New Internationalist

Peruvian protesters face increased police brutality

Anti mining protest
Anti mining protesters in Lima Geezaweezer, under a CC License

In an ongoing campaign to remind the public that the police exist to serve foreign corporations, Peru’s interior ministry has announced the creation of special police forces to patrol mining zones.

While mining executives may sleep more peacefully at night with this news, Peru’s indigenous and farming communities are asking who will protect them from the environmental contamination and human rights abuses generated by the mining projects.

Since President Ollanta Humala came to power 18 months ago, 15 civilians have died during protests with Peruvian police forces, the majority in conflicts related to oil, mining and gas projects.

The most recent incident occurred on 23 January, when 400 Quecha-speaking farmers from San Juan de Cañaris in northern Peru were attacked by police. They used tear gas to disperse the peaceful crowd from the installations of Candente Copper, a Canadian company. Community leaders say the proposed mine would destroy their source of water and livelihood. Last year, Cañaris held a referendum in which 95 per cent voted against the mine.

Peruvian law requires the government to consult farming and indigenous communities before giving out concessions on their land, but human rights groups have criticized loopholes in the law. It is also important to note that it isn’t binding, meaning the government must consult the community, and is then free to go ahead and do what it wants.

Peru’s military and police forces have been accumulating dangerous new powers to use force against civilians in recent years, including the right to open fire on unarmed protesters. In January 2013, a new law enabled the military to remove bodies without the presence of public prosecutors during a state of emergency.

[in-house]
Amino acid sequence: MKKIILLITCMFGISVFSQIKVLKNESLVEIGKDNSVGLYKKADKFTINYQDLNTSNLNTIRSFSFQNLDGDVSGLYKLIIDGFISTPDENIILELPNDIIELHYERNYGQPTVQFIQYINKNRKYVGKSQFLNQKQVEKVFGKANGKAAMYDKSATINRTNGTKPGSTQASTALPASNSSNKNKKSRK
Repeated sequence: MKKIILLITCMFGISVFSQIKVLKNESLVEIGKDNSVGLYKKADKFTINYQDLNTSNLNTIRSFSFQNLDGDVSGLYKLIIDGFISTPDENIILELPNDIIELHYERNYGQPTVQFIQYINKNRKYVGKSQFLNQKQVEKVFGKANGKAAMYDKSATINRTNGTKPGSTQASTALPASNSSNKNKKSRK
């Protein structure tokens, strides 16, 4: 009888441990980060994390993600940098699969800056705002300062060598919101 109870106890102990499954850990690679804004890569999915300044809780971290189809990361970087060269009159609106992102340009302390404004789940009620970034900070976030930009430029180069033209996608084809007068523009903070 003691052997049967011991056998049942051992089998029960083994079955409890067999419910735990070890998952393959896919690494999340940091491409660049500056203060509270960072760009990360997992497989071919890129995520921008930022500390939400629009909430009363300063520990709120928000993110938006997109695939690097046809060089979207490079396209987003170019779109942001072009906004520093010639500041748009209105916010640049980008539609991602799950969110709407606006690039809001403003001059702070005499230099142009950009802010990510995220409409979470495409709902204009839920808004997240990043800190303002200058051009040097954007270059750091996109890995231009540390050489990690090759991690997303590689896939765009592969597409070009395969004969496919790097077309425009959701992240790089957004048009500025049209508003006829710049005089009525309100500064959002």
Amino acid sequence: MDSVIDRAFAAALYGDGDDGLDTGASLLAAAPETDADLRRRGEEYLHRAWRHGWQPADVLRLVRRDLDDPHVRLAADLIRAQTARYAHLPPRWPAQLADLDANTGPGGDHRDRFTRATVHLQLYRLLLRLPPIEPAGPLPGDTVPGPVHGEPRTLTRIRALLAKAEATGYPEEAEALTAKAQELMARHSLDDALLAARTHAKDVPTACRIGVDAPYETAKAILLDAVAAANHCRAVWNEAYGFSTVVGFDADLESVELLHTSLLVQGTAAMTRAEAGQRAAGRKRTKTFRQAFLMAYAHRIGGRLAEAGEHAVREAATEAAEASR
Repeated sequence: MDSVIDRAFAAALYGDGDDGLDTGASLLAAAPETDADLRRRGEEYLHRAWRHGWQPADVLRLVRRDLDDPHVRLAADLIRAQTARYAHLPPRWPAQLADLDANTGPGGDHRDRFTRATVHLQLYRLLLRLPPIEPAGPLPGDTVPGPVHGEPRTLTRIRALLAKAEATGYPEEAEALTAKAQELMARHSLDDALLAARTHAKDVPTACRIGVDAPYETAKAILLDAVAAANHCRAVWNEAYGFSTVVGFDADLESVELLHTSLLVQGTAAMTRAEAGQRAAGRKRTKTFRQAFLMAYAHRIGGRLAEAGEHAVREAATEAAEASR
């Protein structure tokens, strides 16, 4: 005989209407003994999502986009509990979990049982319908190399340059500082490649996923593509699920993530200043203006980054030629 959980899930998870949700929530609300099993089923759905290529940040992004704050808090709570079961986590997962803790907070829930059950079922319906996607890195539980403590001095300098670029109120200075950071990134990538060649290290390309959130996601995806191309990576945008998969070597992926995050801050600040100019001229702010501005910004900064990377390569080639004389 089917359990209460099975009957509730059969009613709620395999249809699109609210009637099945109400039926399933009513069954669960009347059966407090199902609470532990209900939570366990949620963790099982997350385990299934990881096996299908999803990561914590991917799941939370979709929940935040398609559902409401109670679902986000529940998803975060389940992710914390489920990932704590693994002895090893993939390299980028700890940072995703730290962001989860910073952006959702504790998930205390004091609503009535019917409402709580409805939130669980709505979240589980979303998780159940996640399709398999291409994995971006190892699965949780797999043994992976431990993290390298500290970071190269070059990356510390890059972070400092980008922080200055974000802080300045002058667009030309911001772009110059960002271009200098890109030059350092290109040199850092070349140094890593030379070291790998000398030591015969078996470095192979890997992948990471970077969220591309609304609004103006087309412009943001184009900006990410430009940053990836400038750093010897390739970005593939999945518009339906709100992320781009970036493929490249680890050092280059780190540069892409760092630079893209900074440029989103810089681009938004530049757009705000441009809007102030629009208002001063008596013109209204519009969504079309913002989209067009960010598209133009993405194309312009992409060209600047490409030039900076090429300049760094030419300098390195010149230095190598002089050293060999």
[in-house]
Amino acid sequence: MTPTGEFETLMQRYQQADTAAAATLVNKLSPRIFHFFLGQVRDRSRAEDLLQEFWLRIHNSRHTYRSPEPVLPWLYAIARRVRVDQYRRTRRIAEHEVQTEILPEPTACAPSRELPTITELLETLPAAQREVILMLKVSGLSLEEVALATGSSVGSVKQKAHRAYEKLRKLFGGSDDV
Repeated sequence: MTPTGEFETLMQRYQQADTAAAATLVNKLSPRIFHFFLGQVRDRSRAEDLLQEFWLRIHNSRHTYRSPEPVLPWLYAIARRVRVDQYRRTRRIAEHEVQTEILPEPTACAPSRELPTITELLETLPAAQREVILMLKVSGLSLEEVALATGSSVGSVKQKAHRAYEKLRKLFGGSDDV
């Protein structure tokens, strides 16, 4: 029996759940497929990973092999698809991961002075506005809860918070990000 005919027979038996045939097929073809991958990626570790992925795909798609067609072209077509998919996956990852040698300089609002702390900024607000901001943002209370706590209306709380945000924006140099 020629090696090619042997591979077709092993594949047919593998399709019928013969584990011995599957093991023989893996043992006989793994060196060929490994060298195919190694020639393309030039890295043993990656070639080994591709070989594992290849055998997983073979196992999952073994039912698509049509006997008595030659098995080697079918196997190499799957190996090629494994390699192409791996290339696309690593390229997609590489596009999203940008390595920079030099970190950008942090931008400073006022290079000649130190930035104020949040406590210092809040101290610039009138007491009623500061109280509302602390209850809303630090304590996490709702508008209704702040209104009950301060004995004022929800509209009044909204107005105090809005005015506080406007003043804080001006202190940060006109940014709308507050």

It doesn’t take Sherlock Holmes to recognize the possibilities for abuse, cover-up and impunity under these new draconian laws.

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  1. #1 Police Chief David Couper 25 Jan 13

    Police use of excessive force, corruption and other misconduct hurts everyone – including the police -- in terms of lost cooperation, support and trust – which, in turn, diminishes their effectiveness. And remember: policing in a democracy is best accomplished by those who are carefully selected, well-trained and led, controlled in their use of force, honest, courteous to every person, and closely in touch with the communities they serve. For more, follow one police reformer’s blog at

  2. #3 Timmy 12 Mar 13

    Everybody know's that dogs protect the master. It's not the dogs fault, and it is not the masters fault. The master is like a robber, he only know's his way of life and it requires a certain amount of protection. The dog is rewarded for obeying the master. Unfortunately this has been a truth for as long as inequality has existed. The dogs do not work for the general public, they prey on us to keep a full belly.

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About the author

Stephanie Boyd a New Internationalist contributor

Stephanie Boyd is a Canadian film maker and journalist who has been living and working in Peru for the past 16 years. Her films have been broadcast on Al Jazeera, the Sundance Channel, TeleSur, Russia Today, Press TV and other networks and won several international awards.... which hasn’t stopped Peruvian authorities from censoring them. The Devil Operation, her latest film, exposes the dangerous link between mining corporations and private security firms that specialize in espionage, kidnapping and torture. Stephanie doesn’t get invited to a lot of embassy parties.

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